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Solidarity Says it Won’t Press for Free Elections

February 7, 1989

WARSAW, Poland (AP) _ Solidarity leader Lech Walesa told supporters Tuesday he won’t press for completely free elections during talks with authorities because he first wants them to restore his union’s legal status.

A spokesman for Solidarity said the union wants open parliamentary elections eventually, but is willing to delay fulfillment of that goal until it obtains its prime objective of legalizing Solidarity. The Communist Party currently controls nominations and ensures itself a majority of seats.

In another development, government spokesman Jerzy Urban sought to play down overly optimistic expectations for the talks that began Monday, known as the ″round table.″

″One should not exaggerate the hopes evoked by the round table,″ he said. ″It is an event of significance ... but one should not imagine that the round table shall solve the problems standing before Poland, that it is some magic wand.″

At the formal talks with 57 participants, including a 25-member opposition group led by Walesa, authorities offered Solidarity legalization if the union endorses a package of economic and political reforms.

The authorities also said Solidarity must agree to take part in ″non- confrontational″ elections this spring that would give the opposition some seats in parliament but still guarantee communist control.

Three working groups dealing with specific elements of the proposed compromise - the economy, political system and trade unions - begin meeting Wednesday. The negotiations are expected to last four to six weeks.

The proposal on entering the political system is most sensitive for Solidarity, which does not want to be in a position of endorsing an electoral system in which the results are determined beforehand by the Communist Party.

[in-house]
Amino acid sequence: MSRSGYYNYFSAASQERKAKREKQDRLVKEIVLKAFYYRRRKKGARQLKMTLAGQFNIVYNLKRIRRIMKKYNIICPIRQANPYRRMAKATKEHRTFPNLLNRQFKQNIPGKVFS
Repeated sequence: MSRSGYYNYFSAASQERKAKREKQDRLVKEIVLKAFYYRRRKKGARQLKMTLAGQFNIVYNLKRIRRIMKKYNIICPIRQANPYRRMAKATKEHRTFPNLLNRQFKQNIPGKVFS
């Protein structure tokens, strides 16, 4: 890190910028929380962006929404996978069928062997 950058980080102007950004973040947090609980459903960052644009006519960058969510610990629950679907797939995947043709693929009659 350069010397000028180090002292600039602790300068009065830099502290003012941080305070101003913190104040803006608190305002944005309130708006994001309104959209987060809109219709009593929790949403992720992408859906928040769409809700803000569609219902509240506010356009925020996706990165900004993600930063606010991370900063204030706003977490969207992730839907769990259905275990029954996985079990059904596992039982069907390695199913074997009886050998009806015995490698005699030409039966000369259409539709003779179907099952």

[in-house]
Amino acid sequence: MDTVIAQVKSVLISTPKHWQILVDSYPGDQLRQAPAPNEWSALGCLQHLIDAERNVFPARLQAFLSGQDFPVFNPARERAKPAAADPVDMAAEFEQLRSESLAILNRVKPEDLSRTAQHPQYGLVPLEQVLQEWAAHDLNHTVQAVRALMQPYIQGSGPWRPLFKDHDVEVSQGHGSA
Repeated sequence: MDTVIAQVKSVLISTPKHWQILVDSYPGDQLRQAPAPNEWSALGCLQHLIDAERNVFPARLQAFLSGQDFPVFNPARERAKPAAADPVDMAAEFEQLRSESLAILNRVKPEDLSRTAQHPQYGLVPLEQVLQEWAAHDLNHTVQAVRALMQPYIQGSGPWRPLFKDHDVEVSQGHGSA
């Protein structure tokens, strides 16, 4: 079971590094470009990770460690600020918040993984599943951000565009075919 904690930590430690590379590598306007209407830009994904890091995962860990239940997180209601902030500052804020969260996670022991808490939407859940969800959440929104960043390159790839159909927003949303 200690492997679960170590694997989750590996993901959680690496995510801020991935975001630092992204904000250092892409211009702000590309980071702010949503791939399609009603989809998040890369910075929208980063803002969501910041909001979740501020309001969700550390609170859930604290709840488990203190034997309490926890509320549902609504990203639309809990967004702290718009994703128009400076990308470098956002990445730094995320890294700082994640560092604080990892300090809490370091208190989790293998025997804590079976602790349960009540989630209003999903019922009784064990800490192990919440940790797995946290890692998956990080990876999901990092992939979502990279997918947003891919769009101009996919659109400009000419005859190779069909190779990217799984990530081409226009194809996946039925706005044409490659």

However, both Walesa and Solidarity national spokesman Janusz Onyszkiewicz indicated the union is ready to defer demands for free elections in order to win legalization now.

″I publicly answer with full responsibility ... that in these conditions (I) will not seek a confrontation on the subject of elections,″ Walesa told a group of 500 workers and supporters at the Technical Building Institute in Warsaw.

″The pluralism which we will obtain now may create such a possibility one day,″ he said, but now ″we are not ready for that.″

Walesa’s was welcomed warmly by the institute’s director and cheered by more than 500 supporters and workers. He spent a hour answering questions and defending his decision to engage in talks with authorities.

″The road to the table was difficult. Many people think it doesn’t make sense. Many say bluntly: ‘Lech, you believed in 1980. You were naive. And now you are still naive.’ My answer is: ’I didn’t believe in 1980 and I don’t believe now,″ he said.

″But there is one Poland ... I am doing everything to take advantage of all chances to build agreement, to build a better Poland,″ he said.

If the talks yield ″pluralism of associations″ - the right for various groups to form associations and clubs - it will give the opposition a chance to ″prepare people, the wise and reasonable ones, prepare them for better elections″ in the future, Walesa said.

Onyszkiewicz, who held his own news conference at Warsaw University for about 200 Polish and foreign journalists, said Solidarity would not be nominating a list of candidates to future elections. But he said some Solidarity members could run as individuals, not as representatives of the union.

Asked about the suggestion made Monday by Interior Minister Gen. Czeslaw kiszczak that the elections be ″non-confrontational,″ Onyszkiewicz said the union understood Kiszczak to mean non-divisive, ″not an opportunity for sharpening of conflicts, for an open war.″

Onyszkiewicz said Solidarity’s ″priorities are obvious. We have been for free elections for a long time, since 1981. But we allow a certain temporary time, not too long, when those free elections can be partial to some extent.″

Government sources have said the authorities are willing to offer the opposition 20 percent to 40 percent of the seats in parliament after elections to be held in April or May.

Polish elections are structured so that people of different parties never oppose each other. The party controls who is nominated, ensuring that the Polish United Workers (Communist) Party always wins a majority of seats.

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